Fla. Sends Voter Cards To Women Who Haven’t Lived In State for Years
AUGUST 31, 2012
Months after Judicial Watch warned election officials in a key battleground state to remove ineligible voters from its rolls JW has uncovered an alarming case that proves the integrity and legitimacy of the electoral process is not being ensured as required by federal law.
The story, out of Florida, is almost unbelievable but JW has all the documentation to prove it. First here is a little background; in 2010 JW launched the Election Integrity Project precisely to pressure states and localities around the nation to clean up voter registration rolls pursuant to Section 8 of the National Voter Registration Act (NVRA).
The goal is simple, to ensure the integrity and legitimacy of the electoral process by removing from the eligible voter lists the names of people who have died or moved. Enacted in 1993, NVRA actually requires this so states and counties shouldn’t need a reminder from an independent, nonpartisan educational foundation like JW.
Never the less, JW obtained publicly available data that indicates voter rolls around the country—including key swing states—contain the names of individuals who are ineligible to vote. They include Mississippi, Iowa, Indiana, Missouri, Texas, Ohio, Pennsylvania, West Virginia, Florida, Alabama, California, and Colorado.
JW found that there appear to be more individuals on voter registration lists in these states than there are individuals eligible to vote, including dead people. JW warned election officials with letters notifying them of the problem and reminding that they’re required by law to “maintain accurate lists of eligible voters for use in conducting elections.” JW further writes that it’s prepared to take legal action of the voter rolls aren’t cleaned up.
Florida Secretary of State Kurt Browning got his friendly reminder in February, specifically noting that the Sunshine State appears to be failing to remove from the eligible voter lists the names of people who have died or moved. This is crucial because election fraud was a significant concern during the 2008 and 2010 elections and voter registration fraud was rampant.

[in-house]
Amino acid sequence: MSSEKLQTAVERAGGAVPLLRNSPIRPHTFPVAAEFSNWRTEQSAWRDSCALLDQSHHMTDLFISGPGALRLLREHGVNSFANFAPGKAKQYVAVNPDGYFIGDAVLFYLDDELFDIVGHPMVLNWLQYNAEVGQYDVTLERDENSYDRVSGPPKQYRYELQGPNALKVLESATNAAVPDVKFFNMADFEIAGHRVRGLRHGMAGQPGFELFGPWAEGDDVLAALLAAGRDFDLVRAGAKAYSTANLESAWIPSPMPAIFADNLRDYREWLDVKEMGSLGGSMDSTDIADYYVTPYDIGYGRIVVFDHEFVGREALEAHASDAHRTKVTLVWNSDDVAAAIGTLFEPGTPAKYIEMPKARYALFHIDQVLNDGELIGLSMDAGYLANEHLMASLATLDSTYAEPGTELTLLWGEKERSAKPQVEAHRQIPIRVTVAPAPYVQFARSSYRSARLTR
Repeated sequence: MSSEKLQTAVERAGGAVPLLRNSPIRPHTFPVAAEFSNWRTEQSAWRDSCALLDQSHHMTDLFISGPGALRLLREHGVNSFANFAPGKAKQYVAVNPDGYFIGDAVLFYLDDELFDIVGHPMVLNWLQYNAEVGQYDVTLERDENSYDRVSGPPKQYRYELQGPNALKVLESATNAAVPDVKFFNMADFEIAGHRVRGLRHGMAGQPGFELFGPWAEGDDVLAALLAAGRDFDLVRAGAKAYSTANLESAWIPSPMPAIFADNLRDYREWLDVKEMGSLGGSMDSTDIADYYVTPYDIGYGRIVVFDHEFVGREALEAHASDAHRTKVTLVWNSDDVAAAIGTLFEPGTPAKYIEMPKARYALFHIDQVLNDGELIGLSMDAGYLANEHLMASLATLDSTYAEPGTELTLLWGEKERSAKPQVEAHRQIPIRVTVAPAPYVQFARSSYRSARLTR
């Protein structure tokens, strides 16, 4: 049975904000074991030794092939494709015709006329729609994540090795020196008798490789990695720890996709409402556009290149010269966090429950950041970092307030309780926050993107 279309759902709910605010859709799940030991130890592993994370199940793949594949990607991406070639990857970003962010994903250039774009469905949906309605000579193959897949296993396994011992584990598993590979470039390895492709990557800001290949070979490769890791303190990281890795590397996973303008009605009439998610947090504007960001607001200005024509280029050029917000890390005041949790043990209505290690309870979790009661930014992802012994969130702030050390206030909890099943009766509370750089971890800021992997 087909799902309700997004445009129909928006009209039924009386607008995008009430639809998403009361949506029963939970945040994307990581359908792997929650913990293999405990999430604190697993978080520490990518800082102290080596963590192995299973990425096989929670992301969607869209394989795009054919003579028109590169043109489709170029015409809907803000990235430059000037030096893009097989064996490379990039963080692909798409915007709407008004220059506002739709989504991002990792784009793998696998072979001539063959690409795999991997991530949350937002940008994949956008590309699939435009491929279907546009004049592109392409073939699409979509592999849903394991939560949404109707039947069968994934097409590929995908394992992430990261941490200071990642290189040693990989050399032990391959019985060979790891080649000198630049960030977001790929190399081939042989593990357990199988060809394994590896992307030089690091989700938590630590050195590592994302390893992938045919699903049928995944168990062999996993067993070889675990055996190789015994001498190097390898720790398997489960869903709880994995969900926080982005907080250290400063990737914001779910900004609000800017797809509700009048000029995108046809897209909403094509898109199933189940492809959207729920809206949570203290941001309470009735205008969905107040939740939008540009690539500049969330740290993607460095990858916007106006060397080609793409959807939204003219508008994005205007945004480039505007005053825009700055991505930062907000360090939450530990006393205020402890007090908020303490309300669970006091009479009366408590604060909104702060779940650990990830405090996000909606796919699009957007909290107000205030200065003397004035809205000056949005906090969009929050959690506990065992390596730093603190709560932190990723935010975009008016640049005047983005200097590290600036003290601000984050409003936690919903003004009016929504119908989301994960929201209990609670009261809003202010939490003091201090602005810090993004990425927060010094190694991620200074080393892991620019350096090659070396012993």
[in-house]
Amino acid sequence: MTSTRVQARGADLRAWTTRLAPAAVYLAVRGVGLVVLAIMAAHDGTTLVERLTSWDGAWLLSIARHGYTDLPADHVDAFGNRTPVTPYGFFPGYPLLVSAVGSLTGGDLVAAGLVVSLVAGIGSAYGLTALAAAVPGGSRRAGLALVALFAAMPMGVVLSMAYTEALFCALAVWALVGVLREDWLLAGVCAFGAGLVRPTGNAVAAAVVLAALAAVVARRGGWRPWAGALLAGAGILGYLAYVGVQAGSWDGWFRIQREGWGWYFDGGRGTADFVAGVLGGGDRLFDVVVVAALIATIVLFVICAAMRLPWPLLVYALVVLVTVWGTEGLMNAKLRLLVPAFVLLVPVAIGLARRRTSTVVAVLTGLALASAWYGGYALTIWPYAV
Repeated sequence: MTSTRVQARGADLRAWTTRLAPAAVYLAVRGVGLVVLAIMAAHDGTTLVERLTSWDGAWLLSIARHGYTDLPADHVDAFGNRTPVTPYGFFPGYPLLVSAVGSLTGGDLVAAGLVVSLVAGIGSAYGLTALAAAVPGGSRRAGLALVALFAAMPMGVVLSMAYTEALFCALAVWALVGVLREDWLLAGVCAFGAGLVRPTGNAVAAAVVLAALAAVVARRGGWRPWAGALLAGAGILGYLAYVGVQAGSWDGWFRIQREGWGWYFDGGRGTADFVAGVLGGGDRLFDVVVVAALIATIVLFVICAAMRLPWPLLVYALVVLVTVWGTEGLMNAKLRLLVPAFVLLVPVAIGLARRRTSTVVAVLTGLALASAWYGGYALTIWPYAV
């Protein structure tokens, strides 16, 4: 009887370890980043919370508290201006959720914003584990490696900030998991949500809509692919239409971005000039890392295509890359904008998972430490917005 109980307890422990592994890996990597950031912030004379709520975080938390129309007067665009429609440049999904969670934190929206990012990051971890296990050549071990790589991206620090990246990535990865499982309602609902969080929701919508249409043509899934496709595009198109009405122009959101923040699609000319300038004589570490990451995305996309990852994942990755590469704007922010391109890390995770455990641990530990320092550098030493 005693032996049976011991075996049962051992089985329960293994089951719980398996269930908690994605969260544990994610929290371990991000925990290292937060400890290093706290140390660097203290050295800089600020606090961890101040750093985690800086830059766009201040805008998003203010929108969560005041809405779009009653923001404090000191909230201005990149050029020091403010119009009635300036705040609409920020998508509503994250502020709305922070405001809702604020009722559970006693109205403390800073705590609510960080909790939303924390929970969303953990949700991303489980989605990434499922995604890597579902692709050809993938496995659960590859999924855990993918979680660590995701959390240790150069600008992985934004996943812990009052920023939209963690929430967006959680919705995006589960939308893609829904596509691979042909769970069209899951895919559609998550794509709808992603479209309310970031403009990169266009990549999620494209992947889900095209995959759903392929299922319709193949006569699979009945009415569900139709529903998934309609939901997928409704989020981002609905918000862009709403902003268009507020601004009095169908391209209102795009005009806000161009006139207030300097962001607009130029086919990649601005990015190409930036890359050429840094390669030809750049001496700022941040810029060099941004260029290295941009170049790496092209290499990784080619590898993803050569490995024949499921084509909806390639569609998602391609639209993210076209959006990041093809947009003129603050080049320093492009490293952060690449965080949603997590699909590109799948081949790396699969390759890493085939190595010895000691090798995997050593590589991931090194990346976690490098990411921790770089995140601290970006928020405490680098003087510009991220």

In comes the case of two South Carolina women—a mother and daughter—who continue receiving voter registration cards from the West Palm Beach, Florida Supervisor of Elections office long after leaving the state and registering to vote in another one. They moved to Greenville more than four years ago and have repeatedly notified Florida and West Palm Beach election officials. When they continued receiving voter cards and even absentee ballots they notified the Attorney General’s office and a special Florida voter fraud hotline.
JW has obtained copies of the Florida voter registration cards sent to the mother’s Greenville address as recently as this month. To protect the women’s privacy, we can’t provide them but the forms are legitimate and the story is truly inconceivable. “This is voter fraud to the max,” one of the frustrated citizens told JW. “After I finally got an email confirmation from the (Florida) state division of elections that my name had finally been removed from their list, I checked my mail box and there they were; two cards. One in my name and one in my daughter’s name. It’s truly bizarre and annoying.”
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